The new Culture Secretary Maria Miller has warned newspaper publishers that “nothing is off the table, including statutory regulation”, ahead of the publication of Lord Justice Leveson’s report into the culture and ethics of the UK press.
Miller’s comments comer after Communities Secretary Eric Pickles said the Government should be “very reluctant” to bring in tough new laws to regulate the press, while Education Secretary Michael Gove has also suggested the inquiry created a “chilling atmosphere” toward press freedom.
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In an interview with The Sunday Telegraph yesterday, Miller said she was “surprised” by the common ground between newspaper editors and press reform group Hacked Off.
She told that both sides acknowledge that “an independent and tough regulator is necessary, that keeping things the same is not an option and a credible solution that gives the public confidence” is vital.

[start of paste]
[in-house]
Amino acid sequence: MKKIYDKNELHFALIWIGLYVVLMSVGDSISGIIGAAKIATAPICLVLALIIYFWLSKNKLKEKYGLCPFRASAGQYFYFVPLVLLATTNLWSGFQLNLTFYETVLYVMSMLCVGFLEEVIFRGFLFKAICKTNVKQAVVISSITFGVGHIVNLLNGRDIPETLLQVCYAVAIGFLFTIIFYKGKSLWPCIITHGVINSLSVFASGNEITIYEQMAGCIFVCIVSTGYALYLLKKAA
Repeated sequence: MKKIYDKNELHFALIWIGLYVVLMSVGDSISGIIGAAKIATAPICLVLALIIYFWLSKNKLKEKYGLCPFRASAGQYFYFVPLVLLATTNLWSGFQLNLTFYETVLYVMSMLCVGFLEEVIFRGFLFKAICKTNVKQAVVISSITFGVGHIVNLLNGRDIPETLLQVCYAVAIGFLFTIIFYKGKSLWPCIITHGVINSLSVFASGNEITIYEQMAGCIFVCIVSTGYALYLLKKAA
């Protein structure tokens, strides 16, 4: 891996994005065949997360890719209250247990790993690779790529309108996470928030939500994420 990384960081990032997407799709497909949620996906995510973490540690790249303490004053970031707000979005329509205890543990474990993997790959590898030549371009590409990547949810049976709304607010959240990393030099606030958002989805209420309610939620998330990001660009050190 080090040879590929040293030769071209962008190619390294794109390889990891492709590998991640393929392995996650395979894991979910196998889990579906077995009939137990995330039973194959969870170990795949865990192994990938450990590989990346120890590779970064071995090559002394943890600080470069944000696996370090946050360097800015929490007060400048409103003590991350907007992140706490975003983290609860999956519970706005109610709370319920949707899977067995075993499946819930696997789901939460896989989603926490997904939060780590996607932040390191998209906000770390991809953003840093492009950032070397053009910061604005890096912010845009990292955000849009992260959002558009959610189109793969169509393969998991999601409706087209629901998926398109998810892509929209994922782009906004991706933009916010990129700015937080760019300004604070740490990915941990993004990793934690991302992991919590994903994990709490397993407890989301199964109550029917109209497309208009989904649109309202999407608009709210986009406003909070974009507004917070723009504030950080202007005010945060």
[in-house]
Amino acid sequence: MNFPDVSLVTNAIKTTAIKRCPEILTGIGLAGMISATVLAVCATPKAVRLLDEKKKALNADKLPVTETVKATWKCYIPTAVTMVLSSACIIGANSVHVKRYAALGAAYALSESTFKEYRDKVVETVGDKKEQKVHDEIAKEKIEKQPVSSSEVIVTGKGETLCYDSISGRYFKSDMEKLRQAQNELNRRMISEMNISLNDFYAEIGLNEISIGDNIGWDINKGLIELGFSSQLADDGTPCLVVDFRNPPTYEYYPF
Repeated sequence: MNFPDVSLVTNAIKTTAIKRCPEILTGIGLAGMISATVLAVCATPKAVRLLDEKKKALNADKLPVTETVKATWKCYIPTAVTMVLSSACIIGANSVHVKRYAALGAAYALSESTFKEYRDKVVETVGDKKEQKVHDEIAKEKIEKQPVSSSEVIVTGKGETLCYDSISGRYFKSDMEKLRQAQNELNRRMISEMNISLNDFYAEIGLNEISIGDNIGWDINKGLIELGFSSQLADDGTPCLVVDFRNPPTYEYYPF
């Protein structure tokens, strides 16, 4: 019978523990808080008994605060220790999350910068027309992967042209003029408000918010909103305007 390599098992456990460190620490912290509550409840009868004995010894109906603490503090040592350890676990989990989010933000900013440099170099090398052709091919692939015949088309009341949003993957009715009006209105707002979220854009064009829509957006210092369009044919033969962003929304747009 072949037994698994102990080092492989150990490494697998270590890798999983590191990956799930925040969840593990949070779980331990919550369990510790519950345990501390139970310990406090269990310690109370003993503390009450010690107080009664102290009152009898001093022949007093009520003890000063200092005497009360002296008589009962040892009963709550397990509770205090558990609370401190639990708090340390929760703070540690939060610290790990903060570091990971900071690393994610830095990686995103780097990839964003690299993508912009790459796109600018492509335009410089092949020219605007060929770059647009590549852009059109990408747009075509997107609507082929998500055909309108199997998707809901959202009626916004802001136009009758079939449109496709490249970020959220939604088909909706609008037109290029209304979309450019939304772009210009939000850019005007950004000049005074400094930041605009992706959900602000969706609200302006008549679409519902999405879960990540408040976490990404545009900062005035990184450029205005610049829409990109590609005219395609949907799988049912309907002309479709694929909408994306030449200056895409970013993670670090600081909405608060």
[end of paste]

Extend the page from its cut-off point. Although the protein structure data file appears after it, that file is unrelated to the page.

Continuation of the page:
Miller added that it was “absolutely critical” that politicians do not prejudge the report, but stressed that “whatever happens we do need to see some change”.
“I don’t think there is necessarily any inconsistency between having strong regulation and free speech,” she said. “Nothing is off the table, including statutory regulation.”
Commenting on the BBC’s internal inquiries in the Jimmy Savile sex abuse scandal, Miller also refused to rule out a public inquiry.
“The real challenge for the BBC is to make sure that the outcome of these reviews really gets to the bottom of these accusations,” she said.
She added: “We haven’t ruled out a public inquiry,” she says pointedly. “At this point we want the criminal investigations by the police to be able to proceed as swiftly as possible. We also want the BBC to consider these matters in detail for themselves and hold their inquiries.
“If the investigations are considered not to suffice because of issues around transparency, process or other such things, then a public inquiry remains an option on the table.”